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Stop it with the Clinton coronation. Trump can still win

There's something funny about all the focus on whether Donald Trump will concede the election results gracefully. There's something odd about all the speculation on whether Trump will drag Congressional Republican candidates down with him. And there's something off about people wondering just how large Hillary Clinton's landslide victory will be.

Yes, most of the polls say Trump is behind nationally and in the key battleground states. Yes, those news event betting sites are all setting odds at about 80 percent for a Clinton victory. And polls and odds aside, you could argue a politically incorrect outsider like Trump never really had a chance anyway. But the thing is, he hasn't lost yet.

This column is not meant to make some kind of case for Trump's chances. But it's a simple statement of fact that in almost every election, there is some variety in poll results. This one is no different as the L.A. Times/USC poll calls it a tie, and Rasmussen Reports and the historically most accurate Investors Business Daily Poll both say it's just a one point race. Two other polls, Reuters/Ipsos and Economist/YouGov have it as a four-point lead for Clinton. This is hardly landslide or even comfortably certain territory. But maybe it's not the actual, "who are you voting for?" polls we should be looking at now.

First off, people often do vote or tip off their vote with their feet. And Trump rallies are still jam-packed, compared not only to Clinton's rallies, but the usual attendance we see at political rallies even this close to Election Day. It's that kind of consistent enthusiastic turnout that has Stony Brook University Professor Helmut Norpoth convinced that Trump will win the election based on a model he constructed that's mapped out every election result since 1912 correctly, (except for 1960).

Most of the pundits, including University of Virginia elections expert Larry Sabato, still believe turnout for Clinton will still be strong enough for her to win. But in every election in the past where negative campaigning has been dominant, turnout is depressed. And when was the last time a presidential election was as nasty and negative as this one?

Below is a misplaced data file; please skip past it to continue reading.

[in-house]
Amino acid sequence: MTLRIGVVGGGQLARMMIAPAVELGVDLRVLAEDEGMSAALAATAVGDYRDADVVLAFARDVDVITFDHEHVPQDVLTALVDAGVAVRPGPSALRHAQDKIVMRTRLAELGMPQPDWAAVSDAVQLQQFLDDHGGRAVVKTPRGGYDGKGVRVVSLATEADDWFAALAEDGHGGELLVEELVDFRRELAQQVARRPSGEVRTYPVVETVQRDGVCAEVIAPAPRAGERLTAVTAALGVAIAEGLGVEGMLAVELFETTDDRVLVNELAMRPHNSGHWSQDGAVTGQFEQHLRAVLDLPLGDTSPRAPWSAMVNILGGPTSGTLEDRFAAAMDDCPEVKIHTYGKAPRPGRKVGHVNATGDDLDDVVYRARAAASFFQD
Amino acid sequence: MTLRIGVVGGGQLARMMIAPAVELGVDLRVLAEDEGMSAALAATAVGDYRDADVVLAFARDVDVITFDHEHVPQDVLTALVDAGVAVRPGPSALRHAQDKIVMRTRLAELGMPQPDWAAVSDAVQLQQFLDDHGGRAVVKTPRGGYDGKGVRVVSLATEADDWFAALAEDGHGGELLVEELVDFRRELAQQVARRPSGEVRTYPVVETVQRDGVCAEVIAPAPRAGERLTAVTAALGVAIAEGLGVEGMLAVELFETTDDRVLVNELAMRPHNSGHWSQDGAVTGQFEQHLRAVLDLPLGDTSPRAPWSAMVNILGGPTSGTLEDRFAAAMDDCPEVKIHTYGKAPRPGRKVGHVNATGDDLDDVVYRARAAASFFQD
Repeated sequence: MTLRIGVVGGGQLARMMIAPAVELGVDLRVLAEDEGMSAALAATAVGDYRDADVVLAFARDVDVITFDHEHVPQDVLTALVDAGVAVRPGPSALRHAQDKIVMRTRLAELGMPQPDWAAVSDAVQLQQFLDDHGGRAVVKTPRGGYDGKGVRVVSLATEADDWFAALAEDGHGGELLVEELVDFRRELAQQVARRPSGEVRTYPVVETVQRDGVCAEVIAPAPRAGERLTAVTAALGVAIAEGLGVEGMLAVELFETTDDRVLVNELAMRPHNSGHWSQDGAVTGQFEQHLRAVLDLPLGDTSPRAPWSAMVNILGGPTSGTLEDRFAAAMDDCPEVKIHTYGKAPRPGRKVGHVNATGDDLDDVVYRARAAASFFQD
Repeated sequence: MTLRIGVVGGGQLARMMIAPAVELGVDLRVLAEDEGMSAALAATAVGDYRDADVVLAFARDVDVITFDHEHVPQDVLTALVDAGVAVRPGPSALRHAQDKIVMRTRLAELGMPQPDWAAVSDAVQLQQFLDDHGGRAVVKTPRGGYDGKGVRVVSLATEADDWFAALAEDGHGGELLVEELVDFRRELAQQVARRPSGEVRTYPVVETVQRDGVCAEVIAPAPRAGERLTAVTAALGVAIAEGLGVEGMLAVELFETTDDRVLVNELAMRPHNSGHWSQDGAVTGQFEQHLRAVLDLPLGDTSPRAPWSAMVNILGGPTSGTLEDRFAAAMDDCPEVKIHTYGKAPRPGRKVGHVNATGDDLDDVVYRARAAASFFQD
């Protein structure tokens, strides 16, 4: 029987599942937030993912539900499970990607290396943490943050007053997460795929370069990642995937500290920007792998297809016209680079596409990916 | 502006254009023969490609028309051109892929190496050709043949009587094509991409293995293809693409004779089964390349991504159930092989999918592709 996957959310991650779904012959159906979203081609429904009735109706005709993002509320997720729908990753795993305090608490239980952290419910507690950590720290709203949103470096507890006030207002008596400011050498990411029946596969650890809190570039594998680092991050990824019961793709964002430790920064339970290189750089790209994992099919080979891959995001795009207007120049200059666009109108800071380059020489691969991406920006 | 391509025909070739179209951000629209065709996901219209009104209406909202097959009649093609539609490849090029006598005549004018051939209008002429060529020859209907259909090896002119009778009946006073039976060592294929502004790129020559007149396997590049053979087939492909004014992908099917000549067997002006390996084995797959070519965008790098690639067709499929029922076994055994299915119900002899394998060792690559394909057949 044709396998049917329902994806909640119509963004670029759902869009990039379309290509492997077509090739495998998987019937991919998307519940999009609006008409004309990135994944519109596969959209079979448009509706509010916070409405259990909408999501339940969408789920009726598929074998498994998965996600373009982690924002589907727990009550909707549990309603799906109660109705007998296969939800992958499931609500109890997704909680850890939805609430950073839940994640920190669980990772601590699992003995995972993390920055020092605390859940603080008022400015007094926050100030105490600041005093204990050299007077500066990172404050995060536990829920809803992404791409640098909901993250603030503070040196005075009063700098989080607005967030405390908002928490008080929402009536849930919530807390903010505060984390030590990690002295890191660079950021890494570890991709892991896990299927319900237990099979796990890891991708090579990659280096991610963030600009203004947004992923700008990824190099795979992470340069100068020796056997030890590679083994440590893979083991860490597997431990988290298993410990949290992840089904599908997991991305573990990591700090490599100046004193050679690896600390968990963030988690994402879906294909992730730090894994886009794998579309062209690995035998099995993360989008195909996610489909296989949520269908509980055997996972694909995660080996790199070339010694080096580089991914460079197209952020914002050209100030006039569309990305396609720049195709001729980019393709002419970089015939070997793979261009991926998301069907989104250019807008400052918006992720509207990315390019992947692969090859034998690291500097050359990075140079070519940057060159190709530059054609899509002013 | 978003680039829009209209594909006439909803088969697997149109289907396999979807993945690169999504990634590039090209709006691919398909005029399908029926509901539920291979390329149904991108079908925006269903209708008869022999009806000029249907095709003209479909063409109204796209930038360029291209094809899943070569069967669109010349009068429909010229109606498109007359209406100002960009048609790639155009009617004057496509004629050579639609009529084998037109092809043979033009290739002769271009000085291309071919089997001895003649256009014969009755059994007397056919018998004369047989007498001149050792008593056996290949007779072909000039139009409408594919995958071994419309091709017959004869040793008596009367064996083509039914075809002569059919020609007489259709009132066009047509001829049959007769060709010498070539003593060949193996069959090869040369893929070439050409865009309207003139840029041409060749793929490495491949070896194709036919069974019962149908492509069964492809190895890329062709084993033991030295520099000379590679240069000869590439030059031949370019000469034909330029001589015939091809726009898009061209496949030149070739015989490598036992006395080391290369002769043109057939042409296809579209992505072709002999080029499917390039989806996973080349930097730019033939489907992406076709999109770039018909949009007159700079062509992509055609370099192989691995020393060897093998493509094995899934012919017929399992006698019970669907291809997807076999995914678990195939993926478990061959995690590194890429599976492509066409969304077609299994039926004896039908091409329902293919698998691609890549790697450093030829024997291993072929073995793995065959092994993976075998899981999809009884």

"Trump rallies are still jam-packed, compared not only to Clinton's rallies, but the usual attendance we see at political rallies even this close to Election Day."

But what about that elephant in the Trump Tower penthouse? His personality is a problem. Most of the electorate simply does not see him as a good or even decent person. In any other election year, where the personal likability of the candidate is probably the most important factor, the public's lack of esteem for Trump would be lethal.

Yet this isn't any other election year. Trump is running against a candidate with an almost equally poor likability factor. So by definition, millions of us will be voting for someone we don't personally like or even greatly respect. And in this age of terror and Wikileaks, something could happen to make us switch our vote to the other candidate that we also don't like or respect all that much. Pollsters and other experts alike could be assuming that since most voters do not personally like Trump or Clinton, they won't vote for one or the other. Political choices are ultimately emotional choices for 99 percent of us, and polls can't always gauge emotions very well.

But let's look at some other polls for a second, because there is absolutely no diversity when it comes to what the polls are telling us about the direction of the country. Every major poll taken over the past two years has shown a massive majority of the respondents believe the country is going in the wrong direction.

The average of the last nine of those polls has the "wrong direction" folks with more than a 35 percentage point majority. That's well into the territory where historically the incumbent party in the White House is toast. And Clinton has done almost nothing to try to recast herself as a change agent. This is one key wildcard the election pollsters may not really be able to adjust for when it comes to how they measure Trump's support.

And that wildcard comes mostly from economic uncertainty and pain. No one thinks things are as bad as they were during the height of the 2008-09 Great Recession. But wages are still depressed, the GDP is barely growing, and a newly-leaked email shows even Democratic National Committee acting Chair Donna Brazile telling Clinton campaign Chair John Podesta that the economy is simply not good.

Economic disenchantment has been evident throughout this campaign, especially at the Trump and Bernie Sanders rallies. Perhaps the reason Clinton doesn't draw the big crowds despite a lead in the polls is that even her supporters may not be up for hearing happy talk about the Obama economy and how she'll keep it going. Economic despair, even among Clinton fans, has to be considered a possible drag on turnout for her and a possible lightning bolt for Trump.

The bottom line is that the usual election rules are in the trash in 2016; that's been apparent ever since Trump first surged in the early GOP primary polls. The question is why so many experts are so certain that things are back to normal enough to stop worrying about a Trump win.

Commentary by Jake Novak, CNBC.com senior columnist. Follow him on Twitter @jakejakeny.

For more insight from CNBC contributors, follow @CNBCopinion on Twitter.